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Trace Route

Do you wonder about how traceroute works? Here is how the traditional traceroute works…

TTL
Time To Live (TTL) is a part of the IP header, it is designed to prevent packets from looping forever.
When you send a packet, each router (hop) on the way will decrement the TTL value by one.
When the TTL value reaches zero (0), the packet is said to be ‘expired’ and is discarded.
The router that discards this packet will send an ICMP ‘Time Exceeded’ back to the sender.

By launching a ‘traceroute’ in linux you will send a series of UDP packets towards your target with an TTL starting at 1, and increased with 1 until the target is reached.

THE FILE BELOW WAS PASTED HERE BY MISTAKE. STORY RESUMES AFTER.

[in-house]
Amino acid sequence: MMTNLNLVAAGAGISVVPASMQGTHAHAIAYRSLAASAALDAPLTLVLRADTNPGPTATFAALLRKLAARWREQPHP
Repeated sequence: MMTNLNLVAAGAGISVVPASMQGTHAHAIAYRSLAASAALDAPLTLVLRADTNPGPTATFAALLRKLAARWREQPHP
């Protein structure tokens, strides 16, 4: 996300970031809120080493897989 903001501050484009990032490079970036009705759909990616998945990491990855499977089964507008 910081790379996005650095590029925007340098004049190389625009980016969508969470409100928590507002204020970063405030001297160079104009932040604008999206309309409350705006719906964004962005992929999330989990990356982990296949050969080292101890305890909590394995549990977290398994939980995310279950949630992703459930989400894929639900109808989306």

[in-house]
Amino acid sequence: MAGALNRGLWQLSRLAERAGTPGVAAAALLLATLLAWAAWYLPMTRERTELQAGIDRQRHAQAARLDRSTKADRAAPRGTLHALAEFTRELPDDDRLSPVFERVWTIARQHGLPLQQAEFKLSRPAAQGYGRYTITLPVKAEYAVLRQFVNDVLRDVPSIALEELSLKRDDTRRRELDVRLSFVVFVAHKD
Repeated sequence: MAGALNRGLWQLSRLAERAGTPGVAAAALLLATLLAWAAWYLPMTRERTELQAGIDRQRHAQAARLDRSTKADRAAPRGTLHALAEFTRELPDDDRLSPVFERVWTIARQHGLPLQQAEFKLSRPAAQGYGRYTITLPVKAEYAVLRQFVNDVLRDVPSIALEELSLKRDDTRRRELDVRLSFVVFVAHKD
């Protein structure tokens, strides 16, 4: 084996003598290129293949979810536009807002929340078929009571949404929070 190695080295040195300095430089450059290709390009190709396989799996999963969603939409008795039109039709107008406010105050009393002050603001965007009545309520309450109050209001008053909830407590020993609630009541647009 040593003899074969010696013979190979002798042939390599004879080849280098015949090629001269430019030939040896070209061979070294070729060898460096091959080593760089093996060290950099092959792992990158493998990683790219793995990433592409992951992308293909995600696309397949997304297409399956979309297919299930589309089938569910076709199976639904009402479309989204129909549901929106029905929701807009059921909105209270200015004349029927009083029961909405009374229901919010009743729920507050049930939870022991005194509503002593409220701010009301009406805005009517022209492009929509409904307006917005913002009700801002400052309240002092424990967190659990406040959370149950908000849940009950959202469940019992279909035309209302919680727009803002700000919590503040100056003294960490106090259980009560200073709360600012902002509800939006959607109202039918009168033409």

Fully explained, let us say you have this path to 10.0.1.2

  1. 10.0.5.1
  2. 172.16.1.1
  3. 10.0.0.3
  4. 192.168.100.1
  5. 172.16.18.9
  6. 10.0.1.2

By sending a packet with TTL one, then 10.0.5.1 will send you an ICMP Time Exceeded – and you have the first line in the traceroute.
TTL is set to 2 on the next packet, 172.16.1.1 will reply with ICMP Time Exceeded and you can see hop number two.

This method of tracerouting depends on the practise of sending ICMP packets back when the TTL has expired and the packet is discarded, when the packet it only discarded you will often see just a * * * in the traceroute, this also happens if the path is down. That’s usually when you do not reach your target.

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